Curriao flew to Freire, a small town in southern Chile, to vote – and be closer to her roots.
“We are voting with pride and identity for the first time. We have taken this process very seriously and we are fully aware that this is a unique opportunity not only for us but for the Chilean people as a whole, ”she told Al Jazeera.
“What will happen from now on will not happen without the Mapuche communities. It’s now or never. “
Chileans began voting on Saturday in a two-day election for mayors, governors and city councilors across the South American country.
Voters also select 155 representatives to form a Constitutional Convention tasked with drafting a new constitution to replace the current one, drafted in the 1980s under the dictatorship of Augusto Pinochet.
“Everything is under control,” Andres Tagle, chairman of the Election Service Council, said of the vote, the results of which are expected to be released late Sunday evening.
For the first time in the history of Chile, the ballot boxes were sealed and kept inside the polling places on Saturday evening. Election officials kept the ballot boxes sealed at 2,700 polling stations across the country, including schools and churches, and the Defense Ministry sent more than 23,000 troops to protect them as an additional security measure.
“If there is an attempted fraud, we will find out,” Tagle said.
On Saturday, Chilean President Sebastian Piñera encouraged people to vote, saying “to vote is to honor democracy and our society”. He tweeted: “Today the voice of the people must be heard in this historic election.”
Representatives chosen to join the Constitutional Convention will have nine months, with a possible three-month extension, to draft Chile’s new constitution. It will then go to voters in a plebiscite next year, and voting will be compulsory.
Monica Manriquez, 83, was the first to vote at Luis Arrieta Cañas Primary School in Peñalolen County in Santiago. It was 8:30 am local time and there were very few people.
“I want to participate in any way I can in shaping the future of our country,” Manriquez told Al Jazeera. “Elections significantly define the fate of a nation.”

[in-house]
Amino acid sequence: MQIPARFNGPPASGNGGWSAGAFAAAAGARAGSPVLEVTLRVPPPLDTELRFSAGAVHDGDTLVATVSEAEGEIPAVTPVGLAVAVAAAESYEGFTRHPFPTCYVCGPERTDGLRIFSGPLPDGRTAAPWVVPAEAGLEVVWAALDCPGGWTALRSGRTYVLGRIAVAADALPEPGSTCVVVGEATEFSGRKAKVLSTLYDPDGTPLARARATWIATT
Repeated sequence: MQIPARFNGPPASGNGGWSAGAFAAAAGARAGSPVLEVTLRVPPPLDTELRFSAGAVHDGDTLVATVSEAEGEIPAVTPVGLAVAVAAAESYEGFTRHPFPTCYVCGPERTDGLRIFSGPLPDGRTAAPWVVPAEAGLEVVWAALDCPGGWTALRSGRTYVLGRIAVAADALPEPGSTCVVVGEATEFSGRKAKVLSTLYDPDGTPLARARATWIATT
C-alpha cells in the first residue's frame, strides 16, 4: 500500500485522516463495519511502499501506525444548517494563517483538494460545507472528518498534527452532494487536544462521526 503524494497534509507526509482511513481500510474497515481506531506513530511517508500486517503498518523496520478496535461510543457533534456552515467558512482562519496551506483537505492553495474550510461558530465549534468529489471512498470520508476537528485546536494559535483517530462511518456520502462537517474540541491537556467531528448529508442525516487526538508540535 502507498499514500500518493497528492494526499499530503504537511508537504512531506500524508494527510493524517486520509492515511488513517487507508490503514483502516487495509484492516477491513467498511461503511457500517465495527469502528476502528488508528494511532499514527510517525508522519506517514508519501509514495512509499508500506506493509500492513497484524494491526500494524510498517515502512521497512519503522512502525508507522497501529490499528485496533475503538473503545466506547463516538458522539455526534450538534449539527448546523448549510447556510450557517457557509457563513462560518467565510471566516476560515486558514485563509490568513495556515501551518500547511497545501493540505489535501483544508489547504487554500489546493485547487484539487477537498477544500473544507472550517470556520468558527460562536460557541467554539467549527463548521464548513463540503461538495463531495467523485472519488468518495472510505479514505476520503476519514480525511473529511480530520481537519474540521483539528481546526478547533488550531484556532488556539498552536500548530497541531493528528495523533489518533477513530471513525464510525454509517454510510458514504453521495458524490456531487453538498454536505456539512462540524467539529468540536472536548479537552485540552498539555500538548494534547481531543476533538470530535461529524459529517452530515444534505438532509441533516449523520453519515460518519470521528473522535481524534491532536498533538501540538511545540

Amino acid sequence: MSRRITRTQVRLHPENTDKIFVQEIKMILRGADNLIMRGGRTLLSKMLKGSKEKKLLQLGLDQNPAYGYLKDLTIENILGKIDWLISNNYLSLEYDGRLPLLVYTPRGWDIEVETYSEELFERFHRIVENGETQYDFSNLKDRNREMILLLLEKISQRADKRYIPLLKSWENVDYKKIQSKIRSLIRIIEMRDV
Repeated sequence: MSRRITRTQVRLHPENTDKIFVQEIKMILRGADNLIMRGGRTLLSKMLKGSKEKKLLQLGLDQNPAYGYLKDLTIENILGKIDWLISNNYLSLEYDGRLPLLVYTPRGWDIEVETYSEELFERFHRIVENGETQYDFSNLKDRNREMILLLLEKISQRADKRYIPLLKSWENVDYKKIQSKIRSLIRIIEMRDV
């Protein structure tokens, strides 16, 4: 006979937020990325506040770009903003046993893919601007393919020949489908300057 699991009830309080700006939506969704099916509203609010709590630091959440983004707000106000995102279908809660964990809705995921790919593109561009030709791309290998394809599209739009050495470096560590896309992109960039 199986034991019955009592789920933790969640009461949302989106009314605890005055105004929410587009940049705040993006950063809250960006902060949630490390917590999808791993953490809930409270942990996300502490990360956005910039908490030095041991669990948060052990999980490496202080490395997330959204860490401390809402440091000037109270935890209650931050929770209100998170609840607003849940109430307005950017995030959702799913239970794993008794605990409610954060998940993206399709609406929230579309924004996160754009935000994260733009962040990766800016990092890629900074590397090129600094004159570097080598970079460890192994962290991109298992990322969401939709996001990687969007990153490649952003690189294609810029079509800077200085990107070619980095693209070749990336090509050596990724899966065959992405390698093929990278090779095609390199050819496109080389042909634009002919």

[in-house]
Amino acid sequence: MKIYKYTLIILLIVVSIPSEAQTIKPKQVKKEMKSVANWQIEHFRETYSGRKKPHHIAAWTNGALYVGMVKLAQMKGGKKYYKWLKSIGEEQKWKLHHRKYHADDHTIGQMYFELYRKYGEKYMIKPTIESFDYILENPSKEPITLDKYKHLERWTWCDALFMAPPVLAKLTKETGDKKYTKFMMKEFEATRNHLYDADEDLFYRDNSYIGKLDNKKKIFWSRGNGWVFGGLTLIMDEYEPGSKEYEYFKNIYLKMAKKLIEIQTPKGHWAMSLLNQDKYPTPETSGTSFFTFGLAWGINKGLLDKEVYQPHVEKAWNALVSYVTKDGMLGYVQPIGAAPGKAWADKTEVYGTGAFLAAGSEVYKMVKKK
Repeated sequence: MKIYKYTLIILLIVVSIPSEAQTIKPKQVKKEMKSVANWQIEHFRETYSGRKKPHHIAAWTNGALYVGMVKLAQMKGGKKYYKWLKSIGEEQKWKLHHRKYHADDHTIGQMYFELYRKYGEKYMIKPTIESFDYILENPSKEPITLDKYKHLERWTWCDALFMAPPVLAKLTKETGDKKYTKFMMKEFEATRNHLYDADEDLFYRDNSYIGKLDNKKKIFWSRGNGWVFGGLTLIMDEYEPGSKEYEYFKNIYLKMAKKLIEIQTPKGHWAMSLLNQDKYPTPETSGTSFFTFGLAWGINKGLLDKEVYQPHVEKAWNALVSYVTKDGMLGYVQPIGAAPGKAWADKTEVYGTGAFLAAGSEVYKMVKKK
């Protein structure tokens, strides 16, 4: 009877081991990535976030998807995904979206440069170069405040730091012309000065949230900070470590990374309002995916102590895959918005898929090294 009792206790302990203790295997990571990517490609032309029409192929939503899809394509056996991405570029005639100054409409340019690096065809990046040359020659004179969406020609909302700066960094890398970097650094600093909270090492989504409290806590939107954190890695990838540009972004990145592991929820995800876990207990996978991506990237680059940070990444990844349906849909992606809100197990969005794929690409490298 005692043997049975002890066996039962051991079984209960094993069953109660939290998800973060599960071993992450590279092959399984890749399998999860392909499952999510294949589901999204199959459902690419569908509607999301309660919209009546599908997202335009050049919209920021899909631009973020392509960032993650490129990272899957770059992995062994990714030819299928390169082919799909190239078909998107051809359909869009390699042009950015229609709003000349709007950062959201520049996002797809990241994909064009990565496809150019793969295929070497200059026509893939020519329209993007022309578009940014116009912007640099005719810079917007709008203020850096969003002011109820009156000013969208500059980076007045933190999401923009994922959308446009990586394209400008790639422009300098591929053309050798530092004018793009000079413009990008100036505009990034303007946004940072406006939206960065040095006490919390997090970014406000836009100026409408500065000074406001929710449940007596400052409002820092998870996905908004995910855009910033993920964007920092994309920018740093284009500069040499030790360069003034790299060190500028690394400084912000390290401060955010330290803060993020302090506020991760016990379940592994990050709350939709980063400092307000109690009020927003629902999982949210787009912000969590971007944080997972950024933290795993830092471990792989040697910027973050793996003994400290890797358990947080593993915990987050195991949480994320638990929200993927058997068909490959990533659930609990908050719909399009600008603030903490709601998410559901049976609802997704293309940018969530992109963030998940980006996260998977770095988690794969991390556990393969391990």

The turnout was low on both days, especially in lower-income neighborhoods. According to the Election Service Council, 20% of Chile’s 14 million eligible voters – some three million people – voted on Saturday.
Political analysts said the low turnout was in part due to a lack of information and the COVID-19 pandemic. Chile has reported more than 27,800 coronavirus-related deaths and more than 1.28 million cases to date.
Although government officials assured the public that the vote would take place safely amid the pandemic, the country’s health minister on Saturday urged the public to “vote and go home.”
Election experts say voter turnout is set to reach the same level as the October plebiscite of last year, when Chileans voted 78 percent in favor of rewriting the constitution. About 51 percent of Chileans participated in this process.
Luna Follegati, historian and feminist, voted on Sunday morning and stressed the importance of having a voice in drafting the new constitution.
“Without feminism, there is no social transformation,” she told Al Jazeera.
“Today, our feminist demands must be included when it comes to drafting a new constitution. Otherwise, we will continue with a poor democracy with a political system that goes against the rights and freedom of women. The feminist movement has been clear lately: we will not go back to silence. ”